It was just two years ago that Michael Vick infused a city of cynical Eagles fans with passionate faith that the Lombardi trophy would at last find a home in Philadelphia.
Then came the 2011 season of turnovers, interceptions and penalties. As the dream faded, many wondered aloud: Have we seen the best of Michael Vick?
This year, just as Eagles fans began looking past Vick to other talent, the team has started banking wins. The first two were like ugly stepsisters: not pretty, but they still count. The most recent win over the New York Giants, 19-17, merited the loud, boisterous Philly celebration it generated. Zero fumbles. Zero interceptions. Sixty-six thousand exuberant fans at The Linc. Priceless.
To look at his numbers, one might think Vick’s better NFL days are past.
The first number is 2009, the year Vick emerged from 21 months in prison and found a home in Philadelphia as a backup quarterback behind Donovan McNabb and Kevin Kolb.
The second number is 2010. McNabb went to Washington and Kolb became the starter. In only the second game of the season, Kolb sustained a concussion and Vick took over the Eagles’ offense in the second half. No one knew the change would be permanent.
By Week 4, the Eagles announced that the 30-year-old Vick was the starting quarterback.
Skeptics who thought the former Virginia Tech champion had lost his ability after a two-year absence from the NFL were left speechless. Vick passed for 175 yards and ran for 103 more in the 30 minutes following Kolb's departure, and by the end of the season, the former All-Pro had racked up a total of 3,018 passing yards and 676 rushing yards, second only to running back LeSean McCoy.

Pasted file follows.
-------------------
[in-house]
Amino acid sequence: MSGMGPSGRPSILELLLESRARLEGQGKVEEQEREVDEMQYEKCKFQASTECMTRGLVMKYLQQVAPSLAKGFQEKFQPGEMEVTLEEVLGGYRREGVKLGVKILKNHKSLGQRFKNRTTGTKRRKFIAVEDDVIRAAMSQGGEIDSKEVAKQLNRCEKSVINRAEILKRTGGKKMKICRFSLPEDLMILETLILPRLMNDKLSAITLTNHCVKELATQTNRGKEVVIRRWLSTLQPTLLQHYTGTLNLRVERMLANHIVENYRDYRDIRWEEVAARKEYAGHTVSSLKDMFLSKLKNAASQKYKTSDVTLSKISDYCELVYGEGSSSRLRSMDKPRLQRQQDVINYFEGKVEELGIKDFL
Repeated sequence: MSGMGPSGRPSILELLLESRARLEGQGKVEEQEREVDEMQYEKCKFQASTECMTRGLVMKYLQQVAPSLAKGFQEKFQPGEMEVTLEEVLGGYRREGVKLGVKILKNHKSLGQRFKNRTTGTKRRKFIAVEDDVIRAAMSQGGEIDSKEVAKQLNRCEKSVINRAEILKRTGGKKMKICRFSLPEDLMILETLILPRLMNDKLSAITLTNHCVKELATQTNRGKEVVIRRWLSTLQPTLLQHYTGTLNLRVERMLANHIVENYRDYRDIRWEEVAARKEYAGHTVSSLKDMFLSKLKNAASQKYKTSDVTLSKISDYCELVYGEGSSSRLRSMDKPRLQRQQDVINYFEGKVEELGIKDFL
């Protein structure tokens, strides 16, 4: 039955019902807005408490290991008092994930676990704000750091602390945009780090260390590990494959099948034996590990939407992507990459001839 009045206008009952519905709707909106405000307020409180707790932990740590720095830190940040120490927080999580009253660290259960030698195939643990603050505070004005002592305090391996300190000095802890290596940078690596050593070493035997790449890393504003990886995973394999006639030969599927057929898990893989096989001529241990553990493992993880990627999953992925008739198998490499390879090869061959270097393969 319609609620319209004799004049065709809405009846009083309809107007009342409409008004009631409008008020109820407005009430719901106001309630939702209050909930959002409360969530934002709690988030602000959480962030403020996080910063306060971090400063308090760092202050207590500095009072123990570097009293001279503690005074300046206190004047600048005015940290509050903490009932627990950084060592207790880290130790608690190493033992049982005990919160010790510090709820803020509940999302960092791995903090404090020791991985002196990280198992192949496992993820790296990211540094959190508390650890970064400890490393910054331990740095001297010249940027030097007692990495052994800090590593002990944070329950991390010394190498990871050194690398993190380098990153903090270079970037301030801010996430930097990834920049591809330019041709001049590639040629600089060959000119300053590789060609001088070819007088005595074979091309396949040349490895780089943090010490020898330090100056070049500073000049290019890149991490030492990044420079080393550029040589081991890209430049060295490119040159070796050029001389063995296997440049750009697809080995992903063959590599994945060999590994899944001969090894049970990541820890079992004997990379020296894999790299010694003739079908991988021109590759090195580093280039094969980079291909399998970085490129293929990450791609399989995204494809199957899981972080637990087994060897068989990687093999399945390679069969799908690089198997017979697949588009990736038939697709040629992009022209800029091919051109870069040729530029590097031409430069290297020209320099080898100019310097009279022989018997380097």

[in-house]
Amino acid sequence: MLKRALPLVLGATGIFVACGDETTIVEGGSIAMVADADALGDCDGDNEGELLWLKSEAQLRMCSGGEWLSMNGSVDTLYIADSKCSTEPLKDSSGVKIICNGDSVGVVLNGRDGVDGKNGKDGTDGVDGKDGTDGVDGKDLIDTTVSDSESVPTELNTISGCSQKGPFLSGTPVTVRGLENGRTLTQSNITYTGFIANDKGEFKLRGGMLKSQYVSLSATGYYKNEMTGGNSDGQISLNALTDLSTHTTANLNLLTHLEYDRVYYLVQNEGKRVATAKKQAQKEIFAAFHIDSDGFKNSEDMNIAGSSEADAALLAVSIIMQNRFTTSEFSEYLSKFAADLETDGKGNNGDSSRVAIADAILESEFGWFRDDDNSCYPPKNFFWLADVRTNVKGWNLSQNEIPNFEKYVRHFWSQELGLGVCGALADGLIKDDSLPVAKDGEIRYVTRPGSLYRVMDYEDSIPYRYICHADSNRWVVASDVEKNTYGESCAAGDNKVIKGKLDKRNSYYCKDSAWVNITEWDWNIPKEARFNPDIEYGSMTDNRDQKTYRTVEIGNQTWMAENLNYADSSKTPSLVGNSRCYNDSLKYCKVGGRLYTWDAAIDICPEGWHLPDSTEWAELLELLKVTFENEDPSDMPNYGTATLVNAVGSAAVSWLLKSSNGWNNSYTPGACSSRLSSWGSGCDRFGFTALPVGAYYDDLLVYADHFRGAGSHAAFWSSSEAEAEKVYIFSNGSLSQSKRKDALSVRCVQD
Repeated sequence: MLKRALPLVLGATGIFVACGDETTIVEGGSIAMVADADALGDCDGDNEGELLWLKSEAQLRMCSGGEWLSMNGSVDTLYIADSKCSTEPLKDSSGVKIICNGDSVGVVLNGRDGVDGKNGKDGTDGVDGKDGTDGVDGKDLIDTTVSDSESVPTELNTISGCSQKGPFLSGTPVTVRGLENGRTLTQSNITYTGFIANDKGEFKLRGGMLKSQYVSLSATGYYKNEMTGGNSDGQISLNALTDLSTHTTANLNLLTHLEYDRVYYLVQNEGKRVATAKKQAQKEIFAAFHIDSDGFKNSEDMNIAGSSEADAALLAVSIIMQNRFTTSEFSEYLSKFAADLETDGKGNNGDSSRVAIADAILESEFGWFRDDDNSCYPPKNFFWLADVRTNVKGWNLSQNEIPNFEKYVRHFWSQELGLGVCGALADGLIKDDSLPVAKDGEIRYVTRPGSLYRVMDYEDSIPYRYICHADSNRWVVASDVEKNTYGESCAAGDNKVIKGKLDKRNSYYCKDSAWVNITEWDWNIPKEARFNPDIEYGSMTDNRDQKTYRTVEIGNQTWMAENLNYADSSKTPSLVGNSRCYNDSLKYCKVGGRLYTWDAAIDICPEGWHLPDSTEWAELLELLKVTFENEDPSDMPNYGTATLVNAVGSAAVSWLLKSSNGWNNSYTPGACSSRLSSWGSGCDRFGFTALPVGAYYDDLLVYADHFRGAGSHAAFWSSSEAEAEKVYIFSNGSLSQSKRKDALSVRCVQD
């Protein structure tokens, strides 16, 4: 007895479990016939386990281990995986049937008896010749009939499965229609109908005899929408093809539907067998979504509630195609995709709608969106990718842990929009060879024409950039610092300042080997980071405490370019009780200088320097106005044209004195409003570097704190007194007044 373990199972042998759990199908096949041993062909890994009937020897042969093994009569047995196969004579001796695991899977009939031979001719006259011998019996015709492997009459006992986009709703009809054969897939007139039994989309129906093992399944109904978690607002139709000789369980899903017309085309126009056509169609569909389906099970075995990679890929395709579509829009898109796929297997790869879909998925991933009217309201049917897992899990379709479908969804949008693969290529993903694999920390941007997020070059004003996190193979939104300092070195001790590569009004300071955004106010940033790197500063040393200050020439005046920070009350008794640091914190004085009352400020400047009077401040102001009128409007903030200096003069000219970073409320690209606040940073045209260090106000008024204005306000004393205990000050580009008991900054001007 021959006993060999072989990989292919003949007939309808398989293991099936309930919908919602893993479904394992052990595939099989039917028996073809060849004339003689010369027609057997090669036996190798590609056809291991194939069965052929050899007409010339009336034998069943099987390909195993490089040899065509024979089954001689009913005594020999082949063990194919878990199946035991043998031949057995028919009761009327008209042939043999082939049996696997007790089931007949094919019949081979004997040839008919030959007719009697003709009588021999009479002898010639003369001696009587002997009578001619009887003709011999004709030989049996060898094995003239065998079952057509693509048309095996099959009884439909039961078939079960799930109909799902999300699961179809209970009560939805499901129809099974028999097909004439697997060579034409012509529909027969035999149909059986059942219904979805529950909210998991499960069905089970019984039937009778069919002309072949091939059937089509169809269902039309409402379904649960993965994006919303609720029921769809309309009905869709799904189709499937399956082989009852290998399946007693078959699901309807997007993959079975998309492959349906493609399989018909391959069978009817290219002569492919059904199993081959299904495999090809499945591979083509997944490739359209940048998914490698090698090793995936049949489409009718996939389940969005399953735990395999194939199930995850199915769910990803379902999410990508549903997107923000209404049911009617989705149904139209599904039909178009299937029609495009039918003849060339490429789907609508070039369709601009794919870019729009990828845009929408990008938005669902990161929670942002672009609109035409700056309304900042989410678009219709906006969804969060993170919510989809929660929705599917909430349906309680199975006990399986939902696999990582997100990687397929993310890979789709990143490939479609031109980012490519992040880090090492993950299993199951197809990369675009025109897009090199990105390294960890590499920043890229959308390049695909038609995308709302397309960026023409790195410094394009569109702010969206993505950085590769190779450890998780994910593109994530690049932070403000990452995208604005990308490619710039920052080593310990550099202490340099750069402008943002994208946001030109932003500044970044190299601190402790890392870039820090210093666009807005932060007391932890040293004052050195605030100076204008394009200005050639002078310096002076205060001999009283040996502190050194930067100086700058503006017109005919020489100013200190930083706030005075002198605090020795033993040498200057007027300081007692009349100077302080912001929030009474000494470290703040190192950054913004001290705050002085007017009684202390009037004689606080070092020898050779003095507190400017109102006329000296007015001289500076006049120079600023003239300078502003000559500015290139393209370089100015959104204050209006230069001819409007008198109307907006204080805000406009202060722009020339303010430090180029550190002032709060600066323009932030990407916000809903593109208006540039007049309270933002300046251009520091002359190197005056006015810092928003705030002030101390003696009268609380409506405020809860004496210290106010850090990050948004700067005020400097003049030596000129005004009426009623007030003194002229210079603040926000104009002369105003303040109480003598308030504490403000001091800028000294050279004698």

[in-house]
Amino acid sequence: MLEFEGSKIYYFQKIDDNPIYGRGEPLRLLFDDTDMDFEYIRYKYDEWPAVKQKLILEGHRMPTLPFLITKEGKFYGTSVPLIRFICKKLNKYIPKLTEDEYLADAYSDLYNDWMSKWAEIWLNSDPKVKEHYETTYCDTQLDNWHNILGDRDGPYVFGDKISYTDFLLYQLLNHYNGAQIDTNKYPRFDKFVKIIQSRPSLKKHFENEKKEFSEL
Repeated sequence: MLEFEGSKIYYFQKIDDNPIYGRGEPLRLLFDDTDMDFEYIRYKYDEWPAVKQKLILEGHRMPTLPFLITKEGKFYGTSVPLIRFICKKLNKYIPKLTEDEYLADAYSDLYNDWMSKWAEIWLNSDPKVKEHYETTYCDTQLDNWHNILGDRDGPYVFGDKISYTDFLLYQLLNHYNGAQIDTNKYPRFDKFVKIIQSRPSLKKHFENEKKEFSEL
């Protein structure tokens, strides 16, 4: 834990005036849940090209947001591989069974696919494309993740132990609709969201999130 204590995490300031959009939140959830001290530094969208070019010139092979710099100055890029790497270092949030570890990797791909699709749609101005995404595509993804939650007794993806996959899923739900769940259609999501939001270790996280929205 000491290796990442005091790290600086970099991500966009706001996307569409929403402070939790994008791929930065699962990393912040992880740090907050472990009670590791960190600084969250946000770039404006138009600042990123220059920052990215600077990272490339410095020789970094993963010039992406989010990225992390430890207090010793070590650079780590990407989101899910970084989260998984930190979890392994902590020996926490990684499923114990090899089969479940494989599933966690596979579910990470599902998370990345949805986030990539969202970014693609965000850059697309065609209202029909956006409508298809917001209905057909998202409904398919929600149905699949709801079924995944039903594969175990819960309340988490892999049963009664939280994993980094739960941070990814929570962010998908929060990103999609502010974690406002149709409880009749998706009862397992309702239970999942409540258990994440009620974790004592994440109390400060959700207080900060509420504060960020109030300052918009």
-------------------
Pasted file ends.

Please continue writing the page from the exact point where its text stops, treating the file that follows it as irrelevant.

Vick ended the season with a career high 100.2 passer rating as the Eagles advanced into the postseason with a 10-6 mark.
Though Philly eventually lost to Green Bay, the Eagles nation had found its hero.
Then there was another number: 2011.
Facing high expectations from every angle, Vick led the Eagles to a disappointing 8-8 season even though early predictions had them winning a Super Bowl. The versatile Vick, who likes to run like an All-Pro back, missed four games—one fourth of the season—due to injury.
He finished 2011 with a total of 3,303 passing yards, 589 rushing yards and a passer rating of 84.9 percent. The numbers said the Vick story may be nearing its finish.
Finally, there are the most recent numbers this season.
Vick has passed for 1,146 yards, rushed for 130 and has a passer rating of 72.7. In just last week’s game against the Giants, his total quarterback rating was 90.1, third in the league behind Tom Brady and Peyton Manning.
If Vick’s performance is measured only by statistics, then it would be time for the Eagles to look in the faraway Big 10 and SEC for the next crowned prince of Philly. But the value Vick brings to the game cannot be easily quantified in a statistical chart. It’s the other part to the story unfolding whenever Vick takes the field and releases his relentless playing style—measured more in the bigger picture of points and wins.
This year, wrapped by reinforced Kevlar and semi-protected by a struggling offensive line, Vick is finding a way to sneak through the cracks and win. It often has observers, and the playmaker himself, feeling dizzy from one too many twists and turns.
Still, Vick has heaved his team into a 3-1 record, making another stats list. Only four teams have started 3-1 with a worse point differential since 1966, but narrow wins are wins.
Vick continues to have his critics, but the self-assured player is confidently writing the next chapter in his story. In every game he plays, the tenacious Vick rushes, sprints and throws, sparking to life the words that will be recorded about him down into Philadelphia Eagles and NFL history.
Maybe Vick himself said it best last Sunday in the postgame conference (via the Eagles' official website) after defeating New York in a virtually error-free game: "Now I'm getting into my groove."
No numbers or percentages. Just Michael Vick in his winning groove.